Upcoming Gregg County budget filled with questions
June 29, 2013 at 11 p.m.
He's waiting for answers to a handful of key questions before finalizing his proposed spending plan for 2013-14, but Gregg County Judge Bill Stoudt is sure of one thing.
"This much I can tell you: we're not raising the tax rate," he said Friday.
Stoudt is planning to continue honing the county budget this week, but there are still many unknown elements. Those include how national health care reform will affect insurance premiums. And final property values won't be certified until later this summer, when all taxing entities will know what tweaking a tax rate up or down will do.
The county's 26.25-cent tax rate will bring in less money next year if a 6.5 percent drop in preliminary property values holds true. The early estimates issued each May typically move nearer to the previous year's mark by the time values are certified, for which the deadline this year is July 25.
"So, right now, we're just focusing on expenses," Stoudt said. "I am hopeful our general revenue spending will be pretty flat."
At this stage this past year, Stoudt was in the midst of writing a $45.4 million budget that was $1 million slimmer than the previous year's spending plan.
The judge said he hopes to deliver a full budget proposal to county commissioners in late July or early August. The fiscal year begins Oct. 1.
Along with no increase in the tax rate, Stoudt promised a budget that continues to take on no debt and pay for large projects from about $30 million in unrestricted reserves.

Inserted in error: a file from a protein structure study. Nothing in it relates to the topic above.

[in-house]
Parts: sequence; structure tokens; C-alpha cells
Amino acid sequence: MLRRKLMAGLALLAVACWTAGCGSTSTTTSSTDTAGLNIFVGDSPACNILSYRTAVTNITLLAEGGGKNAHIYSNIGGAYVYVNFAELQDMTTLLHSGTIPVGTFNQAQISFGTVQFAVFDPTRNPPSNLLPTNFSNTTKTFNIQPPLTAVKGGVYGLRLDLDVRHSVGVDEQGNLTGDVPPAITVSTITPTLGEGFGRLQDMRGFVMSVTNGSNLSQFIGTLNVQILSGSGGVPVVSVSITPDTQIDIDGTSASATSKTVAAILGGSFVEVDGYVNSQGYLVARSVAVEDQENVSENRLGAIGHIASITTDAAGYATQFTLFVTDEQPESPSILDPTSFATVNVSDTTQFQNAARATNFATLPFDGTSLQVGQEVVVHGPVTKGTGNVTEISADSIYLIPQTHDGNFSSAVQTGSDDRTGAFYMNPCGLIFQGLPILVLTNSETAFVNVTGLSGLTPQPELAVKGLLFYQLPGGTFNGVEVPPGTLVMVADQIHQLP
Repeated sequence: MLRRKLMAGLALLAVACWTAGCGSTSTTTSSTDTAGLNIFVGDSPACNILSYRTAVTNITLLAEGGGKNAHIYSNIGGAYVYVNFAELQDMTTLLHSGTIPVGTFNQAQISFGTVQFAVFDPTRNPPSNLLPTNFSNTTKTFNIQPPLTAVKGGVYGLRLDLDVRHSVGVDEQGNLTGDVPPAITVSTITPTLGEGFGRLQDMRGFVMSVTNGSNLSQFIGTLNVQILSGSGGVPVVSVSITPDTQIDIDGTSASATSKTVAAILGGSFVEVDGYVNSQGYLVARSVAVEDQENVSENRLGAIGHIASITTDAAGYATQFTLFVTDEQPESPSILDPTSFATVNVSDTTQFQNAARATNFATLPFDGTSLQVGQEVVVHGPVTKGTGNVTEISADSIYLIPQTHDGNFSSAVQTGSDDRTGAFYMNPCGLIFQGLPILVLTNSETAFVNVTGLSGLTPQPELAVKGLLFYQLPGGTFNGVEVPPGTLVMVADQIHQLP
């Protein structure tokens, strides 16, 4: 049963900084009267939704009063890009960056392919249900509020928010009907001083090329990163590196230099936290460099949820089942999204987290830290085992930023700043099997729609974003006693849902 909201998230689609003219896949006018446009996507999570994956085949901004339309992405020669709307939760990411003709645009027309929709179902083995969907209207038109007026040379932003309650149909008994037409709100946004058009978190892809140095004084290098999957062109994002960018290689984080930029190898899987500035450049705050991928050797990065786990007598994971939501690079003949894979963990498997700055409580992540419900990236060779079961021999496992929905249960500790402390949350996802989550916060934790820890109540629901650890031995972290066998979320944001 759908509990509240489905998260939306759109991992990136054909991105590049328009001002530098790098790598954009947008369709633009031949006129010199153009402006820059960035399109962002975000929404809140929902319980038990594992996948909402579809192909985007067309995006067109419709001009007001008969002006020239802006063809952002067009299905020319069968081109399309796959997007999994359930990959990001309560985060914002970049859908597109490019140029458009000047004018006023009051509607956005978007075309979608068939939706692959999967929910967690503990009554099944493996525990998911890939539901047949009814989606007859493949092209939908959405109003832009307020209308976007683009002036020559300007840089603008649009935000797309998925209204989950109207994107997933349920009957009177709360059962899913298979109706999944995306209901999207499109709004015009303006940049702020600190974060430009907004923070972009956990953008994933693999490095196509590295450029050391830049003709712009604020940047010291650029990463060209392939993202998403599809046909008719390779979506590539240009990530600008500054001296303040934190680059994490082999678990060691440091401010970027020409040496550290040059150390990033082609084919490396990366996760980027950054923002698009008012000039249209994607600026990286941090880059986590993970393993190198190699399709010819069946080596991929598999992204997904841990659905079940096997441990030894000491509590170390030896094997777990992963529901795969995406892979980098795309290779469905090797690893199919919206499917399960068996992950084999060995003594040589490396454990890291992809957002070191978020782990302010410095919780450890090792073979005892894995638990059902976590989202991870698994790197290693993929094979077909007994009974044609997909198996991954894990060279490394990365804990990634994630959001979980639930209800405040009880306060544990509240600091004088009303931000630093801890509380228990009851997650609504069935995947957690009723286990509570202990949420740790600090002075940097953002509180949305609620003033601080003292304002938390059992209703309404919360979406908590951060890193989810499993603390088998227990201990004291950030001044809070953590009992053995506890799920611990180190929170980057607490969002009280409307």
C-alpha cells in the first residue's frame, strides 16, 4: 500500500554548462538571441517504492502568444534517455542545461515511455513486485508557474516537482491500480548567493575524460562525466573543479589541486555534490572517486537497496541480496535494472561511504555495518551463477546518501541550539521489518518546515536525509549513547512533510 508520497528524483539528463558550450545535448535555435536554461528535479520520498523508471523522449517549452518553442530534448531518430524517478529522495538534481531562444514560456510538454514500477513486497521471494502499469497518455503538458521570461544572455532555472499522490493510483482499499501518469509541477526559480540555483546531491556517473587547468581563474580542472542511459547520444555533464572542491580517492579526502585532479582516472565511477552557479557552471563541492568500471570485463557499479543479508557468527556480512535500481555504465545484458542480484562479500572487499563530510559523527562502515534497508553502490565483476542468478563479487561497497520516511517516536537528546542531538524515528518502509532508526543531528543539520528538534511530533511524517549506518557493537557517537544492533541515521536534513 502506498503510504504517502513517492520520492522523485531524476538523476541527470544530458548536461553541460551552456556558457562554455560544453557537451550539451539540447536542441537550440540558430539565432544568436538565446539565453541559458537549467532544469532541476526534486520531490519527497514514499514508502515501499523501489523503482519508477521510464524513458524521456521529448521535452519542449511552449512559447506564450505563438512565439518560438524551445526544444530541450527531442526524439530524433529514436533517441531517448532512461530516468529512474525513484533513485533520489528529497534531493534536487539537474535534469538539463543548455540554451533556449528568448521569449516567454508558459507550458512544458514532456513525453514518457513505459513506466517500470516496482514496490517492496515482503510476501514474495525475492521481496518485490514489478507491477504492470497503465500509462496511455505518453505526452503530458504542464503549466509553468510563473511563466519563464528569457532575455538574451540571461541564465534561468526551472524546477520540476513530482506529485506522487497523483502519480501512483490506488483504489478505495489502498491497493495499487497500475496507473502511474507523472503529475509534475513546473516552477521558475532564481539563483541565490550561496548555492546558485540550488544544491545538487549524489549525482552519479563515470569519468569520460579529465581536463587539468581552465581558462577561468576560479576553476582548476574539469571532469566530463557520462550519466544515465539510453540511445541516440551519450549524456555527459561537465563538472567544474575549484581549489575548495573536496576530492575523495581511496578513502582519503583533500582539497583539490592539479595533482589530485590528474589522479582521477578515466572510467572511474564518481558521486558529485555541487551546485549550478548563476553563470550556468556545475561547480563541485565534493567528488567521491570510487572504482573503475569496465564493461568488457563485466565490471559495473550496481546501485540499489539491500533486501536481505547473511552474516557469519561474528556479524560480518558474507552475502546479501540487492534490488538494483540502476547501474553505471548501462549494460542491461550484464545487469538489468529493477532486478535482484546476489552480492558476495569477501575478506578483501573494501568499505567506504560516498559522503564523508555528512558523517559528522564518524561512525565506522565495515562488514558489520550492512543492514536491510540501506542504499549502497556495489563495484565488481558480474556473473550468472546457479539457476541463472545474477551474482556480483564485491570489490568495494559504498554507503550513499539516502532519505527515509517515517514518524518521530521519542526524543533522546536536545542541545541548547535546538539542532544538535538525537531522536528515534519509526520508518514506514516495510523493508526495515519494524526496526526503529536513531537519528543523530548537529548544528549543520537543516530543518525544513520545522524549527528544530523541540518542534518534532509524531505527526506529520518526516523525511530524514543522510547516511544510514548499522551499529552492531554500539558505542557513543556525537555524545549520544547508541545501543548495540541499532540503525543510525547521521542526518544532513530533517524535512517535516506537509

Capital project spending, which comes from reserves, should be comparable to this year's spending. This year, capital spending of $8.9 million was planned and included the county's $2.25 million match to renovate the Henry Atkinson Terminal at East Texas Regional Airport. Up to 90 percent of the airport work, which also included a $2 million perimeter road, is reimbursed to the county by the Federal Aviation Authority.
Stoudt said a coming capital project would remake the intersection of Smelley and Alpine roads.
"It's going to require four-way stop lights," he said. "Those aren't cheap. That's probably a $200,000-plus project that we'll be looking at."
Stoudt also plans to earmark another $500,000 for the day the Hawkins Parkway extension reaches Tryon Road as planned.
"That's going to create a lot of additional traffic flow on Tryon Road," he said. "That's another half million, but those are all one-time expenditures that you've got the capital fund for."
A new shelter for stray animals adds another question mark to the county budget as the Longview City Council takes the lead on that project.
"We are committed to partner with them to get that shelter done," Stoudt said.
Stoudt and commissioners also are hoping to build a parking facility on East Whaley Street with a pedestrian bridge to the courthouse. That cost, too, remains unknown.
And Stoudt continues to go over commissioners' road and bridge budget requests along with the wish lists of other elected officials and department heads.
"So, we've got a lot of moving parts in this budget," he said. "We've got to be careful about how we manage them. ... We've got a lot of opportunities out there, but we've got to prioritize them. And they all cost money."